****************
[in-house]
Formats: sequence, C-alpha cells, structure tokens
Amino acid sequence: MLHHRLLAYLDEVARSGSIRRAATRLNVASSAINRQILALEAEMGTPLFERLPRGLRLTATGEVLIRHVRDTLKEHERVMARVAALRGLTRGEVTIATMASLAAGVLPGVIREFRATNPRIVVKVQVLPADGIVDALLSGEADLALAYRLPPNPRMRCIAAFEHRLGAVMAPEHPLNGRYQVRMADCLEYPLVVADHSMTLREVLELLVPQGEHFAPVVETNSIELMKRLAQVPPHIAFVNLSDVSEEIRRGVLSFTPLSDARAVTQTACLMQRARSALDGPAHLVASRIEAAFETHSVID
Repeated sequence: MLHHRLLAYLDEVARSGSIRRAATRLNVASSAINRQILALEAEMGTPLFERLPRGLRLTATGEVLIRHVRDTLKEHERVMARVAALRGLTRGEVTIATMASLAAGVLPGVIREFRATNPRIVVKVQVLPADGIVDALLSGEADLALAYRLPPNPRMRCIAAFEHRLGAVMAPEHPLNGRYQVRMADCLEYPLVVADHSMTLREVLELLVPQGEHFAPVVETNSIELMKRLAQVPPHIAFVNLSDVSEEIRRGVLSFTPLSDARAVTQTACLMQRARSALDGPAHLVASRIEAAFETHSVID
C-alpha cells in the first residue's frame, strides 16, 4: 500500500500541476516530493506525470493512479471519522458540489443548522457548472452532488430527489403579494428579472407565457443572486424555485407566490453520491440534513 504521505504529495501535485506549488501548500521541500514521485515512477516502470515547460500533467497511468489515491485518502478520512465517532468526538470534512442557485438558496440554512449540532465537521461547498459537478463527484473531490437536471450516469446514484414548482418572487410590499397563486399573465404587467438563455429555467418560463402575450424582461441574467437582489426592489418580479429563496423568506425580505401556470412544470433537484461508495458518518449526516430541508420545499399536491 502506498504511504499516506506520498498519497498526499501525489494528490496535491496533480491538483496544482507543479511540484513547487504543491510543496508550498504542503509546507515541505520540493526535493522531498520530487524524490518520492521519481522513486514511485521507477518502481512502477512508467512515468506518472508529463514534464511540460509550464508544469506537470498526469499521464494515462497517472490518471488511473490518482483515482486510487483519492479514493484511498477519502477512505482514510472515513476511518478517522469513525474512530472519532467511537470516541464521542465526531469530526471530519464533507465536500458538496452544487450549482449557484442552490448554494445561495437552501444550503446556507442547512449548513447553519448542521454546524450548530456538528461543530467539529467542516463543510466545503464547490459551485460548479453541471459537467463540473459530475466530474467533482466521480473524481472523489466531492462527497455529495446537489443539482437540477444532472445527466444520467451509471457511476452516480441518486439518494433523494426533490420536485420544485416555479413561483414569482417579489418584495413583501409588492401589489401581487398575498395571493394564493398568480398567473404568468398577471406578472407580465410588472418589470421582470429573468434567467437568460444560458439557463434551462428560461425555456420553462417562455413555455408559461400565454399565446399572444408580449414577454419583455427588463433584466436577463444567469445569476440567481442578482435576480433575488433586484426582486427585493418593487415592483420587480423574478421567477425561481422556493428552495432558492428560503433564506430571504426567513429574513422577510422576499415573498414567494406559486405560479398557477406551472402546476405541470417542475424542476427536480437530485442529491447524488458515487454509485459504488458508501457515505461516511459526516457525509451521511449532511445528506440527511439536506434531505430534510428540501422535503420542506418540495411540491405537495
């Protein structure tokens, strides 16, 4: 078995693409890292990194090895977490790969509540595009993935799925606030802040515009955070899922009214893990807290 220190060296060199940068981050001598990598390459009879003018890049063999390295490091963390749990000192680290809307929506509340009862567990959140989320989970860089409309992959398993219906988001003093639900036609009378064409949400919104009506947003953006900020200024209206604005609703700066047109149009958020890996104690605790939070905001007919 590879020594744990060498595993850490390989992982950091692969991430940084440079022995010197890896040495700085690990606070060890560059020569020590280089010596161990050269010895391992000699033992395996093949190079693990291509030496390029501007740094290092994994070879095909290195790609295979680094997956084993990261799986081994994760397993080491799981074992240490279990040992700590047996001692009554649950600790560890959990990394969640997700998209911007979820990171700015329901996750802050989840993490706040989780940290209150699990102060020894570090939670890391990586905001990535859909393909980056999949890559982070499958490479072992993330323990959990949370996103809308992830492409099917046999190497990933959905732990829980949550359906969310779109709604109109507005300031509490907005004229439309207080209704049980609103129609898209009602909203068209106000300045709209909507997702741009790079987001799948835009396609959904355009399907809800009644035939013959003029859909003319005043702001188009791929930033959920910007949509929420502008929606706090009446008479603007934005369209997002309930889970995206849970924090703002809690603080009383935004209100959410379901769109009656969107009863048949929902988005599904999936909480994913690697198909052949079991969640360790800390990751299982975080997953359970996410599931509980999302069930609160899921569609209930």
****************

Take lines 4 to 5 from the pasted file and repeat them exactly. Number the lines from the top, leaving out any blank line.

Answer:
Repeated sequence: MLHHRLLAYLDEVARSGSIRRAATRLNVASSAINRQILALEAEMGTPLFERLPRGLRLTATGEVLIRHVRDTLKEHERVMARVAALRGLTRGEVTIATMASLAAGVLPGVIREFRATNPRIVVKVQVLPADGIVDALLSGEADLALAYRLPPNPRMRCIAAFEHRLGAVMAPEHPLNGRYQVRMADCLEYPLVVADHSMTLREVLELLVPQGEHFAPVVETNSIELMKRLAQVPPHIAFVNLSDVSEEIRRGVLSFTPLSDARAVTQTACLMQRARSALDGPAHLVASRIEAAFETHSVID
C-alpha cells in the first residue's frame, strides 16, 4: 500500500500541476516530493506525470493512479471519522458540489443548522457548472452532488430527489403579494428579472407565457443572486424555485407566490453520491440534513 504521505504529495501535485506549488501548500521541500514521485515512477516502470515547460500533467497511468489515491485518502478520512465517532468526538470534512442557485438558496440554512449540532465537521461547498459537478463527484473531490437536471450516469446514484414548482418572487410590499397563486399573465404587467438563455429555467418560463402575450424582461441574467437582489426592489418580479429563496423568506425580505401556470412544470433537484461508495458518518449526516430541508420545499399536491 502506498504511504499516506506520498498519497498526499501525489494528490496535491496533480491538483496544482507543479511540484513547487504543491510543496508550498504542503509546507515541505520540493526535493522531498520530487524524490518520492521519481522513486514511485521507477518502481512502477512508467512515468506518472508529463514534464511540460509550464508544469506537470498526469499521464494515462497517472490518471488511473490518482483515482486510487483519492479514493484511498477519502477512505482514510472515513476511518478517522469513525474512530472519532467511537470516541464521542465526531469530526471530519464533507465536500458538496452544487450549482449557484442552490448554494445561495437552501444550503446556507442547512449548513447553519448542521454546524450548530456538528461543530467539529467542516463543510466545503464547490459551485460548479453541471459537467463540473459530475466530474467533482466521480473524481472523489466531492462527497455529495446537489443539482437540477444532472445527466444520467451509471457511476452516480441518486439518494433523494426533490420536485420544485416555479413561483414569482417579489418584495413583501409588492401589489401581487398575498395571493394564493398568480398567473404568468398577471406578472407580465410588472418589470421582470429573468434567467437568460444560458439557463434551462428560461425555456420553462417562455413555455408559461400565454399565446399572444408580449414577454419583455427588463433584466436577463444567469445569476440567481442578482435576480433575488433586484426582486427585493418593487415592483420587480423574478421567477425561481422556493428552495432558492428560503433564506430571504426567513429574513422577510422576499415573498414567494406559486405560479398557477406551472402546476405541470417542475424542476427536480437530485442529491447524488458515487454509485459504488458508501457515505461516511459526516457525509451521511449532511445528506440527511439536506434531505430534510428540501422535503420542506418540495411540491405537495